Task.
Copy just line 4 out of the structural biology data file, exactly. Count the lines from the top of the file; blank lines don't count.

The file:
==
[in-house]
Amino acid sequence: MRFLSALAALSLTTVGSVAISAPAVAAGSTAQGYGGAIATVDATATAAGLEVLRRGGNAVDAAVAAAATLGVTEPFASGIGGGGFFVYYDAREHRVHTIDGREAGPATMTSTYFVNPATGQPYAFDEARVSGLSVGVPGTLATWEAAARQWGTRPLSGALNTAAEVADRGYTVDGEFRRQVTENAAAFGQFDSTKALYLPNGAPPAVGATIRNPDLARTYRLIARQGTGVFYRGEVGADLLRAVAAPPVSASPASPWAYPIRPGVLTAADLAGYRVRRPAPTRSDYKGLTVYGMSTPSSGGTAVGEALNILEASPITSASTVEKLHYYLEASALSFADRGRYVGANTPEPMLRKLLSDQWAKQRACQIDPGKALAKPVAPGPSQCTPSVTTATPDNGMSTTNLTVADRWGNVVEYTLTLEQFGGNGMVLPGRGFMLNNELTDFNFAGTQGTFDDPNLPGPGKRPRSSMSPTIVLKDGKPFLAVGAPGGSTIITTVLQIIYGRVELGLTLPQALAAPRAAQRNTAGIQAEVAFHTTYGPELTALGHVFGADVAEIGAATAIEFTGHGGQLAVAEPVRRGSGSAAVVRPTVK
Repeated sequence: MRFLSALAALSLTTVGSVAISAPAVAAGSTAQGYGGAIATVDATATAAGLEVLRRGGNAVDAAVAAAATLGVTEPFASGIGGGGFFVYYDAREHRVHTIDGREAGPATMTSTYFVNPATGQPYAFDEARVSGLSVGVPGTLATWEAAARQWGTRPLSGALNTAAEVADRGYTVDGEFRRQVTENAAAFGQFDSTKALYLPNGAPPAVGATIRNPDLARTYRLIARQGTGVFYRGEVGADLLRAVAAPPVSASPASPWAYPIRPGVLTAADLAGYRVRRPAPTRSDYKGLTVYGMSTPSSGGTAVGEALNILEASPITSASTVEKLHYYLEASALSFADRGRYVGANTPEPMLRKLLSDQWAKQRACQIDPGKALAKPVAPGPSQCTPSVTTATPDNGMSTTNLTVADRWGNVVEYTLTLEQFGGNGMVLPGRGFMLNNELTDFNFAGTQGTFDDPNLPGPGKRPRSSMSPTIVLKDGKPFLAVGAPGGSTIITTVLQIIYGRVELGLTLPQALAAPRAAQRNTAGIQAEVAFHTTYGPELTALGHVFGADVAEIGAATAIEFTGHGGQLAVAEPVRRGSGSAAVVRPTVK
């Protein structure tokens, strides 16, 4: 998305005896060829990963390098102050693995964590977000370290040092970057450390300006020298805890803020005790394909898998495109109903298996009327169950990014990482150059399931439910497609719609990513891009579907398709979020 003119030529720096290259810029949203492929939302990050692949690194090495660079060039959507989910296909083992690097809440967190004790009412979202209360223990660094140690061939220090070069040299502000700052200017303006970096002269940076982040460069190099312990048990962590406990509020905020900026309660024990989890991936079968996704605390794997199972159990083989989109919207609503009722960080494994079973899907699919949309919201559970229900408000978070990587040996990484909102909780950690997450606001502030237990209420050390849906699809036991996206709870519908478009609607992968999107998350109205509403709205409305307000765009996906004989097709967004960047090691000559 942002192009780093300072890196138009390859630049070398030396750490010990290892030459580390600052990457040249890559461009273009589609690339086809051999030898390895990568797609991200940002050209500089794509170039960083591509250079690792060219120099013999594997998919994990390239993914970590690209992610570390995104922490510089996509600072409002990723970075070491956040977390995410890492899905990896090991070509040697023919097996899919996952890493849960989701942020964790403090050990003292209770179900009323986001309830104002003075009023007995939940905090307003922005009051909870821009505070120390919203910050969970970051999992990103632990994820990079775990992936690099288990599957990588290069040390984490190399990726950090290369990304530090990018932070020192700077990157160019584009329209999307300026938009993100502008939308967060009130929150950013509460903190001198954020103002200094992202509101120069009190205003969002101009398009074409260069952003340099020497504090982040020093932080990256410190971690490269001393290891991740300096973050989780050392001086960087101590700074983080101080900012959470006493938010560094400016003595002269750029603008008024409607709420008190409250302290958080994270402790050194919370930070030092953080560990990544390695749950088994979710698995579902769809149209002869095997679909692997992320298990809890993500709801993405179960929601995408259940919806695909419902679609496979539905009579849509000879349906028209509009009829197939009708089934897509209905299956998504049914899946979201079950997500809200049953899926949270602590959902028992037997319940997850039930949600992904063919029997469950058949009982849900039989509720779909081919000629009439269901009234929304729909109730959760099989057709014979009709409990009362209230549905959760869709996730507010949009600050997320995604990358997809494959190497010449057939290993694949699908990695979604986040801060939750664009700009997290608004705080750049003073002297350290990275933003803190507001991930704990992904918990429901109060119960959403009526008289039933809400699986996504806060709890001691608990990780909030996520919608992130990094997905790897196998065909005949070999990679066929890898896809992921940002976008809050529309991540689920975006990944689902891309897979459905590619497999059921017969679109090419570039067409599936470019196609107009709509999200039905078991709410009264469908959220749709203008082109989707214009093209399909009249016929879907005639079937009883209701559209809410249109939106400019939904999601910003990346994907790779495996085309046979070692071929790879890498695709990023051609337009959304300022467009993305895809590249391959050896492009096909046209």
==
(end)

């Protein structure tokens, strides 16, 4: 998305005896060829990963390098102050693995964590977000370290040092970057450390300006020298805890803020005790394909898998495109109903298996009327169950990014990482150059399931439910497609719609990513891009579907398709979020 003119030529720096290259810029949203492929939302990050692949690194090495660079060039959507989910296909083992690097809440967190004790009412979202209360223990660094140690061939220090070069040299502000700052200017303006970096002269940076982040460069190099312990048990962590406990509020905020900026309660024990989890991936079968996704605390794997199972159990083989989109919207609503009722960080494994079973899907699919949309919201559970229900408000978070990587040996990484909102909780950690997450606001502030237990209420050390849906699809036991996206709870519908478009609607992968999107998350109205509403709205409305307000765009996906004989097709967004960047090691000559 942002192009780093300072890196138009390859630049070398030396750490010990290892030459580390600052990457040249890559461009273009589609690339086809051999030898390895990568797609991200940002050209500089794509170039960083591509250079690792060219120099013999594997998919994990390239993914970590690209992610570390995104922490510089996509600072409002990723970075070491956040977390995410890492899905990896090991070509040697023919097996899919996952890493849960989701942020964790403090050990003292209770179900009323986001309830104002003075009023007995939940905090307003922005009051909870821009505070120390919203910050969970970051999992990103632990994820990079775990992936690099288990599957990588290069040390984490190399990726950090290369990304530090990018932070020192700077990157160019584009329209999307300026938009993100502008939308967060009130929150950013509460903190001198954020103002200094992202509101120069009190205003969002101009398009074409260069952003340099020497504090982040020093932080990256410190971690490269001393290891991740300096973050989780050392001086960087101590700074983080101080900012959470006493938010560094400016003595002269750029603008008024409607709420008190409250302290958080994270402790050194919370930070030092953080560990990544390695749950088994979710698995579902769809149209002869095997679909692997992320298990809890993500709801993405179960929601995408259940919806695909419902679609496979539905009579849509000879349906028209509009009829197939009708089934897509209905299956998504049914899946979201079950997500809200049953899926949270602590959902028992037997319940997850039930949600992904063919029997469950058949009982849900039989509720779909081919000629009439269901009234929304729909109730959760099989057709014979009709409990009362209230549905959760869709996730507010949009600050997320995604990358997809494959190497010449057939290993694949699908990695979604986040801060939750664009700009997290608004705080750049003073002297350290990275933003803190507001991930704990992904918990429901109060119960959403009526008289039933809400699986996504806060709890001691608990990780909030996520919608992130990094997905790897196998065909005949070999990679066929890898896809992921940002976008809050529309991540689920975006990944689902891309897979459905590619497999059921017969679109090419570039067409599936470019196609107009709509999200039905078991709410009264469908959220749709203008082109989707214009093209399909009249016929879907005639079937009883209701559209809410249109939106400019939904999601910003990346994907790779495996085309046979070692071929790879890498695709990023051609337009959304300022467009993305895809590249391959050896492009096909046209």